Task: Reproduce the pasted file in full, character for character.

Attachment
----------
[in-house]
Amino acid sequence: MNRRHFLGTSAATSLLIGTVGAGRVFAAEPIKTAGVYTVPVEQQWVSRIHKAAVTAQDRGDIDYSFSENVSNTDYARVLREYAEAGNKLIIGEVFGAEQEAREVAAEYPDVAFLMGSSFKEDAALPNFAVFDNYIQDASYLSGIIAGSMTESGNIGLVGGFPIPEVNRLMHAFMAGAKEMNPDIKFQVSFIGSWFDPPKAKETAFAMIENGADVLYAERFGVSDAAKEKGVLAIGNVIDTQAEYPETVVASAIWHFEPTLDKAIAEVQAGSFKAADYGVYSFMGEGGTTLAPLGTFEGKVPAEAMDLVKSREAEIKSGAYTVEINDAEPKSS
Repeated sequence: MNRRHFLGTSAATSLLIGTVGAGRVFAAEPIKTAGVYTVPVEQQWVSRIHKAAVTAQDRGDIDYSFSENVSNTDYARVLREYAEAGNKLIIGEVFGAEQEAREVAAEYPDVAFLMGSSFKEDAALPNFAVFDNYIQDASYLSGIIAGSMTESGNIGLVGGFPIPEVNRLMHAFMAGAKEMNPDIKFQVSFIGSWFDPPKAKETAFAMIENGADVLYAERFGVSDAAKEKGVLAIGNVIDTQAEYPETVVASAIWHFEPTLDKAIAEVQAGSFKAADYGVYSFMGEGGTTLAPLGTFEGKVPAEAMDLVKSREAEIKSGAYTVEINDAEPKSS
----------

[in-house]
Amino acid sequence: MNRRHFLGTSAATSLLIGTVGAGRVFAAEPIKTAGVYTVPVEQQWVSRIHKAAVTAQDRGDIDYSFSENVSNTDYARVLREYAEAGNKLIIGEVFGAEQEAREVAAEYPDVAFLMGSSFKEDAALPNFAVFDNYIQDASYLSGIIAGSMTESGNIGLVGGFPIPEVNRLMHAFMAGAKEMNPDIKFQVSFIGSWFDPPKAKETAFAMIENGADVLYAERFGVSDAAKEKGVLAIGNVIDTQAEYPETVVASAIWHFEPTLDKAIAEVQAGSFKAADYGVYSFMGEGGTTLAPLGTFEGKVPAEAMDLVKSREAEIKSGAYTVEINDAEPKSS
Repeated sequence: MNRRHFLGTSAATSLLIGTVGAGRVFAAEPIKTAGVYTVPVEQQWVSRIHKAAVTAQDRGDIDYSFSENVSNTDYARVLREYAEAGNKLIIGEVFGAEQEAREVAAEYPDVAFLMGSSFKEDAALPNFAVFDNYIQDASYLSGIIAGSMTESGNIGLVGGFPIPEVNRLMHAFMAGAKEMNPDIKFQVSFIGSWFDPPKAKETAFAMIENGADVLYAERFGVSDAAKEKGVLAIGNVIDTQAEYPETVVASAIWHFEPTLDKAIAEVQAGSFKAADYGVYSFMGEGGTTLAPLGTFEGKVPAEAMDLVKSREAEIKSGAYTVEINDAEPKSS